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King Fasil (Fasiledes) settled in Gondar and established it as a permanent capital in 1636. After Fasil, successive kings continued building, improving the techniques and architectural style. Before its decline in the late eighteenth century, the royal court had developed from a camp into a fortified compound called Fasil Ghebbi, consisting of six major building complexes surrounded by a wall 900 metres long. There are some twenty palaces and royal buildings and thirty churches in the area.
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You can see “Bryggen” which is a part of UNESCO World Heritage, and to the left the ship “Statsraad Lehmkuhl” with “Rosenkrantz” tower and “Haakonshallen” behind it.
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In the photo you can see Bryggen (UNESCO World Heritage Site)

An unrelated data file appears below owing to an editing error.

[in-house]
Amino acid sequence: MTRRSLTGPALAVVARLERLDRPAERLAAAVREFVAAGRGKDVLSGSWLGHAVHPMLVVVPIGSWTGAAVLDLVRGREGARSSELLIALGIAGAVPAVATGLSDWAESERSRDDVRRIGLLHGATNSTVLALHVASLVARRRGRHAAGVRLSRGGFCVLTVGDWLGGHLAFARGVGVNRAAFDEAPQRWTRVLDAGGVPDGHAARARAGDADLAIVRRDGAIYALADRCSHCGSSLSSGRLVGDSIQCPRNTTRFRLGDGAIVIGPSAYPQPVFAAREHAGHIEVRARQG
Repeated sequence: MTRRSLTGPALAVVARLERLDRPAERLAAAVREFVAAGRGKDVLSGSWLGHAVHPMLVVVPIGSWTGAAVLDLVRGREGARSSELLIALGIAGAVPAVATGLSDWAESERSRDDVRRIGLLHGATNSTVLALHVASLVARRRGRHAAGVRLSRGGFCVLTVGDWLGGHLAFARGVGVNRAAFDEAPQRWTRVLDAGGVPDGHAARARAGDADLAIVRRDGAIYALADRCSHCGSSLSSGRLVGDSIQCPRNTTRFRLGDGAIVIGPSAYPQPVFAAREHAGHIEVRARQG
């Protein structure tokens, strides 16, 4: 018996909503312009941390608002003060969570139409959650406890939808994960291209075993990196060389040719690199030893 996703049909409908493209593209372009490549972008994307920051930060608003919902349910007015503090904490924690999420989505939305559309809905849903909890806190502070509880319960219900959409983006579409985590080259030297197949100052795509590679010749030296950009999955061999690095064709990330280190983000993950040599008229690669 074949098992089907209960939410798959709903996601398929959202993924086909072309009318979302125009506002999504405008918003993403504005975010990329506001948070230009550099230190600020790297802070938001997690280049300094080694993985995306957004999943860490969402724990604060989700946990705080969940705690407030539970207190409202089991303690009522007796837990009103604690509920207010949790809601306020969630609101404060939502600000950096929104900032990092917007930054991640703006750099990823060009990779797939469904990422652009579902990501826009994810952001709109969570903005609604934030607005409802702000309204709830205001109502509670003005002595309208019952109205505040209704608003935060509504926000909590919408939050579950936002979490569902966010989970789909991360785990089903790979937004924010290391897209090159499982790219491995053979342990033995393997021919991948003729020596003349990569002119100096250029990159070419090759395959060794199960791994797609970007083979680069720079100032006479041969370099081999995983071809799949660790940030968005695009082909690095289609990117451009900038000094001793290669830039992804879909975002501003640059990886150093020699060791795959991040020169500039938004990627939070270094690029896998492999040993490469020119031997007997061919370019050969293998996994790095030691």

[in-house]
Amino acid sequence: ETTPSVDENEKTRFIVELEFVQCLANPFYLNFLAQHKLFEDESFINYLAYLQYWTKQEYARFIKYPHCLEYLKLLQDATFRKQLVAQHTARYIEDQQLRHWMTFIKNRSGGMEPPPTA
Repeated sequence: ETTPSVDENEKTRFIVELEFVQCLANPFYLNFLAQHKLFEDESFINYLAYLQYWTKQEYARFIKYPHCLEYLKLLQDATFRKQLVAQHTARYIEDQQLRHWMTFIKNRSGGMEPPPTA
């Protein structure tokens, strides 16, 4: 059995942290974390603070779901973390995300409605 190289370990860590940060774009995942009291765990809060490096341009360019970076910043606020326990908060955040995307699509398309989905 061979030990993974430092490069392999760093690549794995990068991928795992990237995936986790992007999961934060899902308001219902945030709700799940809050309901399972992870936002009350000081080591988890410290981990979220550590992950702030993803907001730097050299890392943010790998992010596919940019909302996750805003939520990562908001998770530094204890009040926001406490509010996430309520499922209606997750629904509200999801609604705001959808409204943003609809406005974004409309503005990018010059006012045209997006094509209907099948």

Bryggen (Norwegian for the Wharf), also known as Tyskebryggen (the German Wharf), is a series of Hanseatic commercial buildings lining the eastern side of the fjord coming into Bergen, Norway. Bryggen has since 1979 been on the UNESCO list for World Cultural Heritage sites.
The city of Bergen was founded around 1070 within the original boundaries of Tyskebryggen. Around 1360 a Kontor of the Hanseatic League was established there, and Tyskebryggen became the centre of the Hanseatic commercial activities in Norway. Today, Bryggen houses museums, shops, restaurants and pubs.
Bryggen was listed as a UNESCO World Heritage Site in 1979, by Criterion : Bryggen bears the traces of social organization and illustrates the use of space in a quarter of Hanseatic merchants that dates back to the 14th century. It is a type of northern “fondaco”, unequalled in the world, where the structures have remained within the cityscape and perpetuate the memory of one of the oldest large trading ports of Northern Europe.
Notable houses at Bryggen include Bellgården (a 300-year-old building), Svensgården, Enhjørningsgården, Bredsgården, Bugården, Engelgården. The oldest and tallest building in the area is St Mary’s Church. Streets include Jacobsfjorden. Museums include Bryggens Museum and Hanseatic Museum and Schøtstuene.
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